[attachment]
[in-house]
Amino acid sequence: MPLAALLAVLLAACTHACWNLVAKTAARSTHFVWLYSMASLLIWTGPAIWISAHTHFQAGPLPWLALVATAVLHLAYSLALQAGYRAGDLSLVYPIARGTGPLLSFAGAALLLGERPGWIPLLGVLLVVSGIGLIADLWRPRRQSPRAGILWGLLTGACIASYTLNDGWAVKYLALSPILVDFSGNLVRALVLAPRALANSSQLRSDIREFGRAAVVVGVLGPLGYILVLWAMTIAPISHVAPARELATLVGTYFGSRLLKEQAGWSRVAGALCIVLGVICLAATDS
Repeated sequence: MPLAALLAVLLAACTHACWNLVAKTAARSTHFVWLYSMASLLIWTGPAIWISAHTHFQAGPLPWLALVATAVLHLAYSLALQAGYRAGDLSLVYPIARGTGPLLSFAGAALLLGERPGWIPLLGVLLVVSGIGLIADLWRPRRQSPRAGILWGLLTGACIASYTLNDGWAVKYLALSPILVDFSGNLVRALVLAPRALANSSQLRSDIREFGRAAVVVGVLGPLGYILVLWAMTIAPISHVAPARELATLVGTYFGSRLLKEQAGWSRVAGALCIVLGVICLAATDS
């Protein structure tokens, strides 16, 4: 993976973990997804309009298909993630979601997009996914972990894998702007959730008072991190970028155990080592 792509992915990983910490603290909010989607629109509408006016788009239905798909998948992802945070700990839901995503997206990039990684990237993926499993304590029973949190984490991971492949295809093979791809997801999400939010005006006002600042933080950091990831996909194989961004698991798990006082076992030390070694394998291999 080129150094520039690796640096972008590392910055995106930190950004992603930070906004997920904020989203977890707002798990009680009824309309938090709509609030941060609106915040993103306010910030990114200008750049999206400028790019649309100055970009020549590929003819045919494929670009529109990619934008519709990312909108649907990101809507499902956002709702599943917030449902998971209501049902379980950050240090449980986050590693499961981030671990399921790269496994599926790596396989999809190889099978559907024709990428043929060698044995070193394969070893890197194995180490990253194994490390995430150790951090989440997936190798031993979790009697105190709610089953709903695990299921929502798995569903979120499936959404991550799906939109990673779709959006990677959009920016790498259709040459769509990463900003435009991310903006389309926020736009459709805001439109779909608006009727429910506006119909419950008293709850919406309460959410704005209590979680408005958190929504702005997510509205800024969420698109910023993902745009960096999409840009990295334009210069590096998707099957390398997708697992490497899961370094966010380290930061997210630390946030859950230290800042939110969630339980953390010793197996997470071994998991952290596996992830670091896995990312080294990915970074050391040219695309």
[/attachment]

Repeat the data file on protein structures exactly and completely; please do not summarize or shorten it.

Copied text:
[in-house]
Amino acid sequence: MPLAALLAVLLAACTHACWNLVAKTAARSTHFVWLYSMASLLIWTGPAIWISAHTHFQAGPLPWLALVATAVLHLAYSLALQAGYRAGDLSLVYPIARGTGPLLSFAGAALLLGERPGWIPLLGVLLVVSGIGLIADLWRPRRQSPRAGILWGLLTGACIASYTLNDGWAVKYLALSPILVDFSGNLVRALVLAPRALANSSQLRSDIREFGRAAVVVGVLGPLGYILVLWAMTIAPISHVAPARELATLVGTYFGSRLLKEQAGWSRVAGALCIVLGVICLAATDS
Repeated sequence: MPLAALLAVLLAACTHACWNLVAKTAARSTHFVWLYSMASLLIWTGPAIWISAHTHFQAGPLPWLALVATAVLHLAYSLALQAGYRAGDLSLVYPIARGTGPLLSFAGAALLLGERPGWIPLLGVLLVVSGIGLIADLWRPRRQSPRAGILWGLLTGACIASYTLNDGWAVKYLALSPILVDFSGNLVRALVLAPRALANSSQLRSDIREFGRAAVVVGVLGPLGYILVLWAMTIAPISHVAPARELATLVGTYFGSRLLKEQAGWSRVAGALCIVLGVICLAATDS
């Protein structure tokens, strides 16, 4: 993976973990997804309009298909993630979601997009996914972990894998702007959730008072991190970028155990080592 792509992915990983910490603290909010989607629109509408006016788009239905798909998948992802945070700990839901995503997206990039990684990237993926499993304590029973949190984490991971492949295809093979791809997801999400939010005006006002600042933080950091990831996909194989961004698991798990006082076992030390070694394998291999 080129150094520039690796640096972008590392910055995106930190950004992603930070906004997920904020989203977890707002798990009680009824309309938090709509609030941060609106915040993103306010910030990114200008750049999206400028790019649309100055970009020549590929003819045919494929670009529109990619934008519709990312909108649907990101809507499902956002709702599943917030449902998971209501049902379980950050240090449980986050590693499961981030671990399921790269496994599926790596396989999809190889099978559907024709990428043929060698044995070193394969070893890197194995180490990253194994490390995430150790951090989440997936190798031993979790009697105190709610089953709903695990299921929502798995569903979120499936959404991550799906939109990673779709959006990677959009920016790498259709040459769509990463900003435009991310903006389309926020736009459709805001439109779909608006009727429910506006119909419950008293709850919406309460959410704005209590979680408005958190929504702005997510509205800024969420698109910023993902745009960096999409840009990295334009210069590096998707099957390398997708697992490497899961370094966010380290930061997210630390946030859950230290800042939110969630339980953390010793197996997470071994998991952290596996992830670091896995990312080294990915970074050391040219695309």